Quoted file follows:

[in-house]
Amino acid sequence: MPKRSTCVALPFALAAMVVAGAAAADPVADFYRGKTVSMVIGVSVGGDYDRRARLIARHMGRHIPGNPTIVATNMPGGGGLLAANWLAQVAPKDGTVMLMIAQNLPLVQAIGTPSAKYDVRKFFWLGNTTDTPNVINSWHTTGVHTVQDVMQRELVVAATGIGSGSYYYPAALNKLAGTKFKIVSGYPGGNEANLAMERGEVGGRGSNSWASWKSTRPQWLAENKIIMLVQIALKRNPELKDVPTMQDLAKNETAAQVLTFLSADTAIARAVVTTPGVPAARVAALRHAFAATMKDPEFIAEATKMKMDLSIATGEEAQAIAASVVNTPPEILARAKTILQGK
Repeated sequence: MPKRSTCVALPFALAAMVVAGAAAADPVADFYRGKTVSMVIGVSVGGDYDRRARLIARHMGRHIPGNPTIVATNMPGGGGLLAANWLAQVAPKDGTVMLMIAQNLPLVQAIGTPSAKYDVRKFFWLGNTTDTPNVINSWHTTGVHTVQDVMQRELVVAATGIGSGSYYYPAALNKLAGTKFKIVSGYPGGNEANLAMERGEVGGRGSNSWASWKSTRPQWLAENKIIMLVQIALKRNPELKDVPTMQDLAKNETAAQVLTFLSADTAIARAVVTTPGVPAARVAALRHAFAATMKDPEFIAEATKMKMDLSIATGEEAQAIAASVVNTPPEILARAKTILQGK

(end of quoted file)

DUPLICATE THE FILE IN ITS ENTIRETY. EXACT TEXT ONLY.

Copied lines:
[in-house]
Amino acid sequence: MPKRSTCVALPFALAAMVVAGAAAADPVADFYRGKTVSMVIGVSVGGDYDRRARLIARHMGRHIPGNPTIVATNMPGGGGLLAANWLAQVAPKDGTVMLMIAQNLPLVQAIGTPSAKYDVRKFFWLGNTTDTPNVINSWHTTGVHTVQDVMQRELVVAATGIGSGSYYYPAALNKLAGTKFKIVSGYPGGNEANLAMERGEVGGRGSNSWASWKSTRPQWLAENKIIMLVQIALKRNPELKDVPTMQDLAKNETAAQVLTFLSADTAIARAVVTTPGVPAARVAALRHAFAATMKDPEFIAEATKMKMDLSIATGEEAQAIAASVVNTPPEILARAKTILQGK
Repeated sequence: MPKRSTCVALPFALAAMVVAGAAAADPVADFYRGKTVSMVIGVSVGGDYDRRARLIARHMGRHIPGNPTIVATNMPGGGGLLAANWLAQVAPKDGTVMLMIAQNLPLVQAIGTPSAKYDVRKFFWLGNTTDTPNVINSWHTTGVHTVQDVMQRELVVAATGIGSGSYYYPAALNKLAGTKFKIVSGYPGGNEANLAMERGEVGGRGSNSWASWKSTRPQWLAENKIIMLVQIALKRNPELKDVPTMQDLAKNETAAQVLTFLSADTAIARAVVTTPGVPAARVAALRHAFAATMKDPEFIAEATKMKMDLSIATGEEAQAIAASVVNTPPEILARAKTILQGK